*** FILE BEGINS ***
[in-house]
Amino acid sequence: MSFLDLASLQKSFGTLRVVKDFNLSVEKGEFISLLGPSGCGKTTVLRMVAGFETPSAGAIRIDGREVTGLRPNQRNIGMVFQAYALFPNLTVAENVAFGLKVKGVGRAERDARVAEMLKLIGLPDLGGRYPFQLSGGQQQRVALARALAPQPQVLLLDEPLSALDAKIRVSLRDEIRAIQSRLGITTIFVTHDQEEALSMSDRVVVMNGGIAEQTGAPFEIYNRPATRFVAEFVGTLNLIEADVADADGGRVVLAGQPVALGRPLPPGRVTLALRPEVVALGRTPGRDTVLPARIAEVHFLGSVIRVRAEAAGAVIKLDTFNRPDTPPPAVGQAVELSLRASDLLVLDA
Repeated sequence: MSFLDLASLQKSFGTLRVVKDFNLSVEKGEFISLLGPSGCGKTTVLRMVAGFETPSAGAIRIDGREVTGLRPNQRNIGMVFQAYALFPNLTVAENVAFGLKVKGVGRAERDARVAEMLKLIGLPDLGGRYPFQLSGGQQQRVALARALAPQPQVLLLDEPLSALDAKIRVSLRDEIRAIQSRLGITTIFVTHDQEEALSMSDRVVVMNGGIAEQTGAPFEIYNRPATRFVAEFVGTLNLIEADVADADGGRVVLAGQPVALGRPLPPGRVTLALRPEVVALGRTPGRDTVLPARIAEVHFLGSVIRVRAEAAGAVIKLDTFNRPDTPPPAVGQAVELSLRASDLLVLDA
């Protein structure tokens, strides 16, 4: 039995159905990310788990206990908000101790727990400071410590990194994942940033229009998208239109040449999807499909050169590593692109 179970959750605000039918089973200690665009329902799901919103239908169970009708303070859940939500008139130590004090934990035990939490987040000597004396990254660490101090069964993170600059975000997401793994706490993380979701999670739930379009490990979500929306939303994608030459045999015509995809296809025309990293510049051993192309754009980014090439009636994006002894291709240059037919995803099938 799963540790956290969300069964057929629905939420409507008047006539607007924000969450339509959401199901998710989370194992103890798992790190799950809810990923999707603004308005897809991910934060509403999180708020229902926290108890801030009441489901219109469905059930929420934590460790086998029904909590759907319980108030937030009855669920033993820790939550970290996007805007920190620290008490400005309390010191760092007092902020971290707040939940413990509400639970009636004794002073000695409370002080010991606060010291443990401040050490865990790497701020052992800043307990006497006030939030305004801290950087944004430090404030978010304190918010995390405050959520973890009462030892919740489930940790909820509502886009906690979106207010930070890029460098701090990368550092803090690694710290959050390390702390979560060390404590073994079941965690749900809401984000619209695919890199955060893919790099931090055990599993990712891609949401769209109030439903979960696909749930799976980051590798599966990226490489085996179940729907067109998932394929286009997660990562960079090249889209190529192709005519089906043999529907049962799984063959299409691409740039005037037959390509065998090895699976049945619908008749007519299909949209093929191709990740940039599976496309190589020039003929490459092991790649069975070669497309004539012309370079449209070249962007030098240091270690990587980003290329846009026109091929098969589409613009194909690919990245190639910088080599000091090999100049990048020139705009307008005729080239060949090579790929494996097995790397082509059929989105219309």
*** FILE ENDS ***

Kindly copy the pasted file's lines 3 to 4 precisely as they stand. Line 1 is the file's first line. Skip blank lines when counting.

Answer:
Repeated sequence: MSFLDLASLQKSFGTLRVVKDFNLSVEKGEFISLLGPSGCGKTTVLRMVAGFETPSAGAIRIDGREVTGLRPNQRNIGMVFQAYALFPNLTVAENVAFGLKVKGVGRAERDARVAEMLKLIGLPDLGGRYPFQLSGGQQQRVALARALAPQPQVLLLDEPLSALDAKIRVSLRDEIRAIQSRLGITTIFVTHDQEEALSMSDRVVVMNGGIAEQTGAPFEIYNRPATRFVAEFVGTLNLIEADVADADGGRVVLAGQPVALGRPLPPGRVTLALRPEVVALGRTPGRDTVLPARIAEVHFLGSVIRVRAEAAGAVIKLDTFNRPDTPPPAVGQAVELSLRASDLLVLDA
């Protein structure tokens, strides 16, 4: 039995159905990310788990206990908000101790727990400071410590990194994942940033229009998208239109040449999807499909050169590593692109 179970959750605000039918089973200690665009329902799901919103239908169970009708303070859940939500008139130590004090934990035990939490987040000597004396990254660490101090069964993170600059975000997401793994706490993380979701999670739930379009490990979500929306939303994608030459045999015509995809296809025309990293510049051993192309754009980014090439009636994006002894291709240059037919995803099938 799963540790956290969300069964057929629905939420409507008047006539607007924000969450339509959401199901998710989370194992103890798992790190799950809810990923999707603004308005897809991910934060509403999180708020229902926290108890801030009441489901219109469905059930929420934590460790086998029904909590759907319980108030937030009855669920033993820790939550970290996007805007920190620290008490400005309390010191760092007092902020971290707040939940413990509400639970009636004794002073000695409370002080010991606060010291443990401040050490865990790497701020052992800043307990006497006030939030305004801290950087944004430090404030978010304190918010995390405050959520973890009462030892919740489930940790909820509502886009906690979106207010930070890029460098701090990368550092803090690694710290959050390390702390979560060390404590073994079941965690749900809401984000619209695919890199955060893919790099931090055990599993990712891609949401769209109030439903979960696909749930799976980051590798599966990226490489085996179940729907067109998932394929286009997660990562960079090249889209190529192709005519089906043999529907049962799984063959299409691409740039005037037959390509065998090895699976049945619908008749007519299909949209093929191709990740940039599976496309190589020039003929490459092991790649069975070669497309004539012309370079449209070249962007030098240091270690990587980003290329846009026109091929098969589409613009194909690919990245190639910088080599000091090999100049990048020139705009307008005729080239060949090579790929494996097995790397082509059929989105219309």